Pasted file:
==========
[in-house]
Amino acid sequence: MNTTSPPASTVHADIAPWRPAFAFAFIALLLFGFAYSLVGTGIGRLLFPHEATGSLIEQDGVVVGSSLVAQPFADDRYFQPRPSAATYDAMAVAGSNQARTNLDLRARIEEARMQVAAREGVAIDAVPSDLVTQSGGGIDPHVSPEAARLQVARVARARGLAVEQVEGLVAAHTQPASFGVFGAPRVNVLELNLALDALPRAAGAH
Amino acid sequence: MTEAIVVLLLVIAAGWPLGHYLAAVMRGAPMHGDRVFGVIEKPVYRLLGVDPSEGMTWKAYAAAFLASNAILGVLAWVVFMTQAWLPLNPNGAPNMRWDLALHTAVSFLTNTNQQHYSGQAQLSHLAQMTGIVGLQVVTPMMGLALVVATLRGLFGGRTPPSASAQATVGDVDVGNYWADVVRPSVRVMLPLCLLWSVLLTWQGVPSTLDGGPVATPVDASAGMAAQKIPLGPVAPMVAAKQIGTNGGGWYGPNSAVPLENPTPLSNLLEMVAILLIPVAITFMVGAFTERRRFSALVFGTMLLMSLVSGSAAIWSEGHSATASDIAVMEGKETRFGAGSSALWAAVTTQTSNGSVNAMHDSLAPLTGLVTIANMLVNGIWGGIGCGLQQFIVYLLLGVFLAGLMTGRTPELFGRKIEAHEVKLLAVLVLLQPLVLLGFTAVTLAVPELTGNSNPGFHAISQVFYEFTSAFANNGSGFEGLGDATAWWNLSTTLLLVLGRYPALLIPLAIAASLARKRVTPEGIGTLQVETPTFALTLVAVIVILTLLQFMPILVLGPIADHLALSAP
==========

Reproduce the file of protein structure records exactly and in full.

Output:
[in-house]
Amino acid sequence: MNTTSPPASTVHADIAPWRPAFAFAFIALLLFGFAYSLVGTGIGRLLFPHEATGSLIEQDGVVVGSSLVAQPFADDRYFQPRPSAATYDAMAVAGSNQARTNLDLRARIEEARMQVAAREGVAIDAVPSDLVTQSGGGIDPHVSPEAARLQVARVARARGLAVEQVEGLVAAHTQPASFGVFGAPRVNVLELNLALDALPRAAGAH
Amino acid sequence: MTEAIVVLLLVIAAGWPLGHYLAAVMRGAPMHGDRVFGVIEKPVYRLLGVDPSEGMTWKAYAAAFLASNAILGVLAWVVFMTQAWLPLNPNGAPNMRWDLALHTAVSFLTNTNQQHYSGQAQLSHLAQMTGIVGLQVVTPMMGLALVVATLRGLFGGRTPPSASAQATVGDVDVGNYWADVVRPSVRVMLPLCLLWSVLLTWQGVPSTLDGGPVATPVDASAGMAAQKIPLGPVAPMVAAKQIGTNGGGWYGPNSAVPLENPTPLSNLLEMVAILLIPVAITFMVGAFTERRRFSALVFGTMLLMSLVSGSAAIWSEGHSATASDIAVMEGKETRFGAGSSALWAAVTTQTSNGSVNAMHDSLAPLTGLVTIANMLVNGIWGGIGCGLQQFIVYLLLGVFLAGLMTGRTPELFGRKIEAHEVKLLAVLVLLQPLVLLGFTAVTLAVPELTGNSNPGFHAISQVFYEFTSAFANNGSGFEGLGDATAWWNLSTTLLLVLGRYPALLIPLAIAASLARKRVTPEGIGTLQVETPTFALTLVAVIVILTLLQFMPILVLGPIADHLALSAP